I’ve overcome the revels of my 40th birthday party and the start of the new year, feeling older but no wiser. This lack of sagacity is likely to be a permanent condition – considering I carry over each year and it grows more conspicuous with the passage of time - so let’s jettison all excuses and get the Redonda read-along under way. January is about the relationships in the family, and so let’s begin with little steps. Very little steps.
Sartre claimed that we are all “condemned to be free,” and Fernando Savater most certainly agrees with that sentiment. The Duke of Caronte , when not engaged in formal philosophy or poetry, has found the time to write a charming book to his son, Amador, and has titled his book after the young man. The philosophy in the book is fairly straightforward and simple, but avoids talking down or oversimplification. To a novice, I can think of few books as engaging as this. In other words, it is perfect for the teenage reader for whom it was written.
Savater’s existentialism is delightfully evident from the beginning, and he advises the reader immediately that the keystone to the good life is to “do what you want.” This would have been appealing to my teenage self, but like so much of the advice of elders, this is not exactly what it seems. Before we can do as we wish, we must figure out what that is, what we are, and what our purpose is. As Savater points out, while we know the purpose of a footballer or a hammer, we must think much harder to define what makes a person, because “we have no idea what human beings are for.’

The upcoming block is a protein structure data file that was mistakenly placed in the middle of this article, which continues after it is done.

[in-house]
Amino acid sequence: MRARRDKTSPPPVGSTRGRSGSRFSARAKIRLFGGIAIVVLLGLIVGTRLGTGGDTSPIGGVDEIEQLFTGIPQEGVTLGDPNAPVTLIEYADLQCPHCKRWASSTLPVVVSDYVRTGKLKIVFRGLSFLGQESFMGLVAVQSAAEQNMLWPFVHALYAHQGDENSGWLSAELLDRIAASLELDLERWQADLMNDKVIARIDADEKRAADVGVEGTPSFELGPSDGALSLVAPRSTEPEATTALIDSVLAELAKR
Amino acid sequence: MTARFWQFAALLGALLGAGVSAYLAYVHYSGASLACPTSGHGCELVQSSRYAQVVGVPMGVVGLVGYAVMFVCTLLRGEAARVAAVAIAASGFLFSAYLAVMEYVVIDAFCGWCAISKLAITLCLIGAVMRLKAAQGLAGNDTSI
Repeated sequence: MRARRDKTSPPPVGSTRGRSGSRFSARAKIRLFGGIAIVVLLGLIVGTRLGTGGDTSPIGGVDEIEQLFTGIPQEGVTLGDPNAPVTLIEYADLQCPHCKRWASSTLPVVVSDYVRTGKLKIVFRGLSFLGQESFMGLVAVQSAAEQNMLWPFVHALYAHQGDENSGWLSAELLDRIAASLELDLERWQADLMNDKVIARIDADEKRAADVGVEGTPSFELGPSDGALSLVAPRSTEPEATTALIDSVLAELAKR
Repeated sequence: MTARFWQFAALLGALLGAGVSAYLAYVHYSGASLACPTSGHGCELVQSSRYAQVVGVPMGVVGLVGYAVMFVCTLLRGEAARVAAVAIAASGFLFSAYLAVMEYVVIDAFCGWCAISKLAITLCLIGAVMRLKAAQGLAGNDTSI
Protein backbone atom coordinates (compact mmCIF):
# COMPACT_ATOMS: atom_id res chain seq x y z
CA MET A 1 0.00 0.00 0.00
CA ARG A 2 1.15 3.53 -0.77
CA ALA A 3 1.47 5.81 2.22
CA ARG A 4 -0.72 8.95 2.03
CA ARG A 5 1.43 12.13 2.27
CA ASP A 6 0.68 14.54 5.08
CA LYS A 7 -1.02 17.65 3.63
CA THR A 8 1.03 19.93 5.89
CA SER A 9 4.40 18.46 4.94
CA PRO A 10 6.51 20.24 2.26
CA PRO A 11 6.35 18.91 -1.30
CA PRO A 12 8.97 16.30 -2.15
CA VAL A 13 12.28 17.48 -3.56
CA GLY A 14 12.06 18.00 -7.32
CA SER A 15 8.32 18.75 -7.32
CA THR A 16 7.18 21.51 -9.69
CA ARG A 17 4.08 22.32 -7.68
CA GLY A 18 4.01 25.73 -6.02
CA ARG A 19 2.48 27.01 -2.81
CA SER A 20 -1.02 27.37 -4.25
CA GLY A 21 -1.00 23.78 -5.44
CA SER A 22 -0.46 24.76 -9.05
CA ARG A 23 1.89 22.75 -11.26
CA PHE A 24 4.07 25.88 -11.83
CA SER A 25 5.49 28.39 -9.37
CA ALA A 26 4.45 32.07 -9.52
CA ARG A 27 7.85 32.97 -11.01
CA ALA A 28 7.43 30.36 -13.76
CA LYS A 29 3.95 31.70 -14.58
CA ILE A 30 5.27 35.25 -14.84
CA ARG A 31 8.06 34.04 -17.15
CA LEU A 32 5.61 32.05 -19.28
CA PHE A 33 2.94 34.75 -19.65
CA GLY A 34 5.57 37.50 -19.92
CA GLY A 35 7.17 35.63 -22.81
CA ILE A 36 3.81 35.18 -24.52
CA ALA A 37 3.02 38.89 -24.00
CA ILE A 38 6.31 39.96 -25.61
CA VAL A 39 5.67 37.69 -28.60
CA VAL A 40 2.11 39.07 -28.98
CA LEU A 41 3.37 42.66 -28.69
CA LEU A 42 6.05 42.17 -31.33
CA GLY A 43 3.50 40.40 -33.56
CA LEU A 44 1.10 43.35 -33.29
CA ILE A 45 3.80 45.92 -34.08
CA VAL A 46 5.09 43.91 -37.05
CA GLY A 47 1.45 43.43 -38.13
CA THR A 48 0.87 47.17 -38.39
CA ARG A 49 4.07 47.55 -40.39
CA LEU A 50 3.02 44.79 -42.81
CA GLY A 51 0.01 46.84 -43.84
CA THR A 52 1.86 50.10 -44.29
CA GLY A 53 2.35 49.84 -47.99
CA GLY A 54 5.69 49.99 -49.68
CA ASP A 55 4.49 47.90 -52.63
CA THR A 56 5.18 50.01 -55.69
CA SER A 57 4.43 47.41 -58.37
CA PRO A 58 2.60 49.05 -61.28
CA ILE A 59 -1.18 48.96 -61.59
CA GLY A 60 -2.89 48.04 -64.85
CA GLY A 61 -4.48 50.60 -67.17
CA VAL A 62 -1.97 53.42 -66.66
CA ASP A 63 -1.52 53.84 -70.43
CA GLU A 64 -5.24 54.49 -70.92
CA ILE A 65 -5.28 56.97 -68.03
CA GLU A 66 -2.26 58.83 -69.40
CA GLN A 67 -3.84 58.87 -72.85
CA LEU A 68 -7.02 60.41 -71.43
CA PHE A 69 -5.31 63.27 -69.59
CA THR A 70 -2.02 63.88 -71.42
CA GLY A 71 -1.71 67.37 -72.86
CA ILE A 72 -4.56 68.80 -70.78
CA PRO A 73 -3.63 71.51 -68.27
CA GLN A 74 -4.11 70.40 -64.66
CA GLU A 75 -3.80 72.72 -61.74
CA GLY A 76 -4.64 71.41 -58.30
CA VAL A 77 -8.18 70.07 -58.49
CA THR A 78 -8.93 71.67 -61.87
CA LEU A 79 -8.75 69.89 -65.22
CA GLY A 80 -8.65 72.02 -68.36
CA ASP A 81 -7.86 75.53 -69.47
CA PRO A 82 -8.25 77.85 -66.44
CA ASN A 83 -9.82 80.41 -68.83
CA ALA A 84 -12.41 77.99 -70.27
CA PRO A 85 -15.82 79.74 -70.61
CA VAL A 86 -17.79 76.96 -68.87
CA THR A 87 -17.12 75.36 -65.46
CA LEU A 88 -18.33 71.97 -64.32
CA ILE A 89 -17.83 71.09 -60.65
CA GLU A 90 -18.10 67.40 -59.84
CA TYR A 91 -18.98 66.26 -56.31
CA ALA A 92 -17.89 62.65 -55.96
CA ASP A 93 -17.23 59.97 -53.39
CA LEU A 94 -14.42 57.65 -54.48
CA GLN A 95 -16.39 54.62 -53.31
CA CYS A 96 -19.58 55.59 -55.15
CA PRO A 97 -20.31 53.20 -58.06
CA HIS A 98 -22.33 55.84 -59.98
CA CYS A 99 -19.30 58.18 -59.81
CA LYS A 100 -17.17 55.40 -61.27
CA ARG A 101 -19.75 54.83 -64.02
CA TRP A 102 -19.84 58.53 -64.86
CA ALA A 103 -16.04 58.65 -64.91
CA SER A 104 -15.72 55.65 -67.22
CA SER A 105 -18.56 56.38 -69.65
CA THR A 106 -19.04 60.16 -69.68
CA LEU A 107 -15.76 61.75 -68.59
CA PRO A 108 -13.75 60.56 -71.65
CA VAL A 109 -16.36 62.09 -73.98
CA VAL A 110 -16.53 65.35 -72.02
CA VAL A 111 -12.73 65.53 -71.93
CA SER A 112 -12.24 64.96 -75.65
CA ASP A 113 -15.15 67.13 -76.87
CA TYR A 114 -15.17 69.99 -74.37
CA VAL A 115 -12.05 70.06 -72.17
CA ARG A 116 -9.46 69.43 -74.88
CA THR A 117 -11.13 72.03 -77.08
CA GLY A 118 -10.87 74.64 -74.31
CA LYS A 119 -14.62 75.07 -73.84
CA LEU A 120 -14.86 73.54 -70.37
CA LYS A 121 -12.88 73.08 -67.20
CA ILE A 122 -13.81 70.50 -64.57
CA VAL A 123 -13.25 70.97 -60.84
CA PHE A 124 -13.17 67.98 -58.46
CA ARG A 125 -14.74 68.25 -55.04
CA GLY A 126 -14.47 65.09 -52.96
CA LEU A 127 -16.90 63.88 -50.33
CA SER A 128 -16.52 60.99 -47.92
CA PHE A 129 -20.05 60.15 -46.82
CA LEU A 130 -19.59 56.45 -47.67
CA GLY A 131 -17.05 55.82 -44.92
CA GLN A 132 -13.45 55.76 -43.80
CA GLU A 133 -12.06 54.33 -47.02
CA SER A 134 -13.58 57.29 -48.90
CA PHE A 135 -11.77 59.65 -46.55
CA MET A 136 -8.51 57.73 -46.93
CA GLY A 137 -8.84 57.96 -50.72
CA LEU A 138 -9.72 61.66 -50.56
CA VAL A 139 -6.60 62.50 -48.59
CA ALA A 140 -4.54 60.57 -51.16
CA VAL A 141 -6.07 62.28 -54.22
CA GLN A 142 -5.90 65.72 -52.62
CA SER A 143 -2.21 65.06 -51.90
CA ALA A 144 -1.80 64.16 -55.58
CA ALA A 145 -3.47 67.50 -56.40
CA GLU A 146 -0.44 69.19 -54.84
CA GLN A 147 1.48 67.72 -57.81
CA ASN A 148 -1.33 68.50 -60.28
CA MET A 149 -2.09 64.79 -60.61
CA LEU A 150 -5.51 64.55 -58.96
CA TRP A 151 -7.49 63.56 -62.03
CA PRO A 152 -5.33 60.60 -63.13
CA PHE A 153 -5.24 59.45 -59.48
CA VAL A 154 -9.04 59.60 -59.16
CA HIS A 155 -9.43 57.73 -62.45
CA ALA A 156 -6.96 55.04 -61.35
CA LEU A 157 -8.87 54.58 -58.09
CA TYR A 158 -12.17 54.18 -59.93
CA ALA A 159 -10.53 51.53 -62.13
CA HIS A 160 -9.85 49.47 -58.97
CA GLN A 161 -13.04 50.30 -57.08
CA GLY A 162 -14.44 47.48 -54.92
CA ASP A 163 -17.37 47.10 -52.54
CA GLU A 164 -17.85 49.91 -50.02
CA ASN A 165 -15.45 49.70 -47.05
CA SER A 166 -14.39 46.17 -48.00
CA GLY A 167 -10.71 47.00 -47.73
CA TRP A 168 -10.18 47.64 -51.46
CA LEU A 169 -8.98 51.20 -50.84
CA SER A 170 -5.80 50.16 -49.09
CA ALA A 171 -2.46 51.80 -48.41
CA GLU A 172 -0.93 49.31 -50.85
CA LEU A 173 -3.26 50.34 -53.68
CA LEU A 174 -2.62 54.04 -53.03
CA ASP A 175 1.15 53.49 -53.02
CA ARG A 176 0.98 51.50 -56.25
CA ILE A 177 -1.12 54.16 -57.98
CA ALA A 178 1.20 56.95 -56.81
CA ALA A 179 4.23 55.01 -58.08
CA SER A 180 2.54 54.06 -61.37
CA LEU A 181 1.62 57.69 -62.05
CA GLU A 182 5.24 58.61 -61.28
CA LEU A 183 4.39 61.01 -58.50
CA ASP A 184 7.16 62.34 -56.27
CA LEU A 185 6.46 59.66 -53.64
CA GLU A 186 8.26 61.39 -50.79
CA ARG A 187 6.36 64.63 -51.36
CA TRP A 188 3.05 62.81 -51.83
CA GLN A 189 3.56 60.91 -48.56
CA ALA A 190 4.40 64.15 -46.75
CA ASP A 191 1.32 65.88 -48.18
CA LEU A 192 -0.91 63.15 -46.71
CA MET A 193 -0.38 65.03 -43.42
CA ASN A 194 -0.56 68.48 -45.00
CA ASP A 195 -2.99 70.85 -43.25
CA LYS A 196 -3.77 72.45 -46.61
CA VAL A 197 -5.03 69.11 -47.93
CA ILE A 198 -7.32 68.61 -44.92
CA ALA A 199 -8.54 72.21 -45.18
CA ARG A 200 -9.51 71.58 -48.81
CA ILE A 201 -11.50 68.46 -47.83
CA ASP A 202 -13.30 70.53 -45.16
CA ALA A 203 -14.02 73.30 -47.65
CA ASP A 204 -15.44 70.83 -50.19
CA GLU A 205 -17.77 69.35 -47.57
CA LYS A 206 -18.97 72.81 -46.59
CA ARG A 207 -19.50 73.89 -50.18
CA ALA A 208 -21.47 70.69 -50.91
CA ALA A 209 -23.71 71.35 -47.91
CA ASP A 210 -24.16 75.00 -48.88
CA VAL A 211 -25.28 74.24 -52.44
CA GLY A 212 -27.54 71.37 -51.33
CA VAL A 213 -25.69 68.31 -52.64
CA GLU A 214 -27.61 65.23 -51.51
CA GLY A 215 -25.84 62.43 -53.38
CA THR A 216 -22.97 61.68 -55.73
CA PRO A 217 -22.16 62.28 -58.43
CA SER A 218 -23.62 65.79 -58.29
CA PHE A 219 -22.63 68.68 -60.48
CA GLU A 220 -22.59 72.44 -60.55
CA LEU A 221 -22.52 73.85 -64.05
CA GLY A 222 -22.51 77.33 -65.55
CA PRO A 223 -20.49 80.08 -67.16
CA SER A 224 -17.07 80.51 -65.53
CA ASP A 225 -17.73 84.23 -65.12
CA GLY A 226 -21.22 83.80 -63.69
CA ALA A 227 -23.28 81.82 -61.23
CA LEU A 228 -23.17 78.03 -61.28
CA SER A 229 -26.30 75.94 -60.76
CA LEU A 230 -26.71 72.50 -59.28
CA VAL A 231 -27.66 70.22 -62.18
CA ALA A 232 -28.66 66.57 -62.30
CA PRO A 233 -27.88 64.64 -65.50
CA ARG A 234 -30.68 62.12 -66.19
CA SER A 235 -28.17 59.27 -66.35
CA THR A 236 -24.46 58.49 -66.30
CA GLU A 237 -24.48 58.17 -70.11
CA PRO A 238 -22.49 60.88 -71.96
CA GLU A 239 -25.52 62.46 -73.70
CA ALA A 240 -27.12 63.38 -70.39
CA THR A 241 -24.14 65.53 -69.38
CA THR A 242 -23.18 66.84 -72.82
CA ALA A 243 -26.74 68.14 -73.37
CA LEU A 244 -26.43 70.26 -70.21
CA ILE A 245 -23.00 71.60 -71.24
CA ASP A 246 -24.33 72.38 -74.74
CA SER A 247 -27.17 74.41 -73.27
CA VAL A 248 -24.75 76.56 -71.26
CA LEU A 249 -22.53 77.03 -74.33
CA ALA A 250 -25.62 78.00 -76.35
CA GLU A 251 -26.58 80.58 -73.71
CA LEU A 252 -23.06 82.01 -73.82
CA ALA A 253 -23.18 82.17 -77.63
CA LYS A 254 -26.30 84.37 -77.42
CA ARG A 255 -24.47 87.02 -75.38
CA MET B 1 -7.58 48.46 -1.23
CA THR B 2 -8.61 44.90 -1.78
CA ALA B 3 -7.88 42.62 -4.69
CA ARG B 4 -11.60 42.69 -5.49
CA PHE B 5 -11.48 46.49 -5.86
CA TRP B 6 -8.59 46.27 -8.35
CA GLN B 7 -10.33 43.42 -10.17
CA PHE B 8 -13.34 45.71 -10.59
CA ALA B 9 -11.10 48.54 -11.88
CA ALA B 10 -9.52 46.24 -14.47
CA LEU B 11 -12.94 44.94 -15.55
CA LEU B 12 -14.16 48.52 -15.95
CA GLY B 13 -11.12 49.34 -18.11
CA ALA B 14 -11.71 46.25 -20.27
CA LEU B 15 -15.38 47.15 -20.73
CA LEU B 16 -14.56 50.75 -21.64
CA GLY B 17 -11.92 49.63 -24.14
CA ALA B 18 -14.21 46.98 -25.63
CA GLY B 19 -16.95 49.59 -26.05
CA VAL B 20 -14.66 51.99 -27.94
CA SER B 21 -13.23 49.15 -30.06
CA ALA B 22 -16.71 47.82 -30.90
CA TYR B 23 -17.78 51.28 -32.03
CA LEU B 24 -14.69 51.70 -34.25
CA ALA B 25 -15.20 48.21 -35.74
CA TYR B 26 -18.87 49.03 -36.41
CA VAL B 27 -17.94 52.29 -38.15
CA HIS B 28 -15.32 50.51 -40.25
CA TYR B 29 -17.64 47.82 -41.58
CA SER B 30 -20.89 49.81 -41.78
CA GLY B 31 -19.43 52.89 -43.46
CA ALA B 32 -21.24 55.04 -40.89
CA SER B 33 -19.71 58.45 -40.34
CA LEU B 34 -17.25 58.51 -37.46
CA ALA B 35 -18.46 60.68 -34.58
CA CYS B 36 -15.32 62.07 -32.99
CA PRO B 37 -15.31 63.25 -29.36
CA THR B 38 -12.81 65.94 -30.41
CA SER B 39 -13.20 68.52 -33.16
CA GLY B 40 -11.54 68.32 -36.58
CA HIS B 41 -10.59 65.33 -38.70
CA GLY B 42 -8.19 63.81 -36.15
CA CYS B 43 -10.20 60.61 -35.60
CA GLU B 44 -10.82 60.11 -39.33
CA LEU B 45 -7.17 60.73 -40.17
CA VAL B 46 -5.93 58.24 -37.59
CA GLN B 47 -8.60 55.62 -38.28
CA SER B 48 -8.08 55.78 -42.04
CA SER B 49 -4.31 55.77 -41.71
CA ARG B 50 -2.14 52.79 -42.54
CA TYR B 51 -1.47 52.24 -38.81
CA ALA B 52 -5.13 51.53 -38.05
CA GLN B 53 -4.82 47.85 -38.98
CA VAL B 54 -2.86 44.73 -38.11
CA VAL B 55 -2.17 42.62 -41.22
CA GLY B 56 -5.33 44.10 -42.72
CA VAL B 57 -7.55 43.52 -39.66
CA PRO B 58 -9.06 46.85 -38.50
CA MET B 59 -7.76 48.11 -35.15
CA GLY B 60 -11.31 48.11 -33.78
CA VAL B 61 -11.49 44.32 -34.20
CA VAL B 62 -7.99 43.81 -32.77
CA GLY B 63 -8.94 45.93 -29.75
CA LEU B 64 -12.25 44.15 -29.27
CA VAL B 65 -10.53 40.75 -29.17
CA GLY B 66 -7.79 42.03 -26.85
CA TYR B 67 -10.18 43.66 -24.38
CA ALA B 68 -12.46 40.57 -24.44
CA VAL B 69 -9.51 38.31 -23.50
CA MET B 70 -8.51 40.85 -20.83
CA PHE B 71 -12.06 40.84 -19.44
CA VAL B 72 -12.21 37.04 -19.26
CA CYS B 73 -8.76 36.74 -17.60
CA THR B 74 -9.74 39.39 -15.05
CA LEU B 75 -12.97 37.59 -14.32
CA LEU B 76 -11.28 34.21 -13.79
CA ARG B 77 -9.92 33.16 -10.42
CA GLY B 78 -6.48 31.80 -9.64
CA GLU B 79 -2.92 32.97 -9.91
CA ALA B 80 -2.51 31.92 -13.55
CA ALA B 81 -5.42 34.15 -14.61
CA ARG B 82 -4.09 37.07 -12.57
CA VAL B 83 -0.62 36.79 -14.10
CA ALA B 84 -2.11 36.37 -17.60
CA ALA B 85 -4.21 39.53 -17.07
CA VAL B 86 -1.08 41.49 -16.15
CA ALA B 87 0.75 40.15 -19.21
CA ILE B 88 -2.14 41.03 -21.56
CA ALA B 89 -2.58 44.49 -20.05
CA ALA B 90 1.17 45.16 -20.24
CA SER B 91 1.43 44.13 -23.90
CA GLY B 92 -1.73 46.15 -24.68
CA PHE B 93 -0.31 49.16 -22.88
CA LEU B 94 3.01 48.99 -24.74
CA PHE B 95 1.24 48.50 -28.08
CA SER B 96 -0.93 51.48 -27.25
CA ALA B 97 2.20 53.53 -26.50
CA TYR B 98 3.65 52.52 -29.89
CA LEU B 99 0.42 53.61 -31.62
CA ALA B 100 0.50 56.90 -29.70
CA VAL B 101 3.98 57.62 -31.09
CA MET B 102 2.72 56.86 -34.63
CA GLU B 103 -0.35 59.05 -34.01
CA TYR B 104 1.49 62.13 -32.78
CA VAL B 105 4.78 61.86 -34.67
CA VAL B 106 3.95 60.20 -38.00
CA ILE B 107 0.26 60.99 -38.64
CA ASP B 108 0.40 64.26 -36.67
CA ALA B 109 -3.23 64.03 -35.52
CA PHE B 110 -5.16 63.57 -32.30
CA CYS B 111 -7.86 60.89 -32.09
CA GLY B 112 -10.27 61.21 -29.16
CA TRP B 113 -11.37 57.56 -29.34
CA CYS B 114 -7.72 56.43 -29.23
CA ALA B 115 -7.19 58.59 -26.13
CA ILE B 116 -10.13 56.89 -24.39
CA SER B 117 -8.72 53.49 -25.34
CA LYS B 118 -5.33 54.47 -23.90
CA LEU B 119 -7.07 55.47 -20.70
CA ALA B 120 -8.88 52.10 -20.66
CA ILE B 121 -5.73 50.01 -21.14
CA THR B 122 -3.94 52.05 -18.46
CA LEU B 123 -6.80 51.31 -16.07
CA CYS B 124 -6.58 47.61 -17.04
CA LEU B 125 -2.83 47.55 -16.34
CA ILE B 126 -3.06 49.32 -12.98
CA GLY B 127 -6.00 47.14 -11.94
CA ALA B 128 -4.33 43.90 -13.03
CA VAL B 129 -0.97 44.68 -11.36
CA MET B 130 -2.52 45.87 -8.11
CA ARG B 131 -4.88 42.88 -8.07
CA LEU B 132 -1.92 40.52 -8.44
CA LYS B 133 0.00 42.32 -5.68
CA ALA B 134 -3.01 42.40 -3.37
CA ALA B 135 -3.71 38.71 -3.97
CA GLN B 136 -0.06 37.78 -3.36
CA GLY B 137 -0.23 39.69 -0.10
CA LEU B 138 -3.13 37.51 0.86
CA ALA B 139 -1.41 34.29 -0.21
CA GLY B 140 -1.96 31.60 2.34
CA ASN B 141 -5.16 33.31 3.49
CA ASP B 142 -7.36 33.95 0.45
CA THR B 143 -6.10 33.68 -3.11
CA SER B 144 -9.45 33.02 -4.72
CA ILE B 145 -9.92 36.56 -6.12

Savater then touches on the function of ethics, of responsibility, and, throughout, the meaning of freedom. Within this framework, he touches on material possesions and the idea of things vs. human relationships. There are two things he touches on which I hope to be able to impart on my own daughter some day. The first is that “giving yourself the good life in the end cannot be very different than granting a good life.” In other words, we must humanize people, even those we find despicable, if we in turn wish to humanize our own existence and be humanized by others. The second thing is that “from things, even the best things, can come only other things.” Our relations with other people are what matters.
The final chapters on politics are as light as the rest of the book, and I do hope in the next book by the Duke of Caronte that we get some more substantial philosophy.
So, we’ve read a little tract of advice from a father to his son. Next time, we will talk about the relationship of a father to his daughter, one full of despair, shame, and disgrace.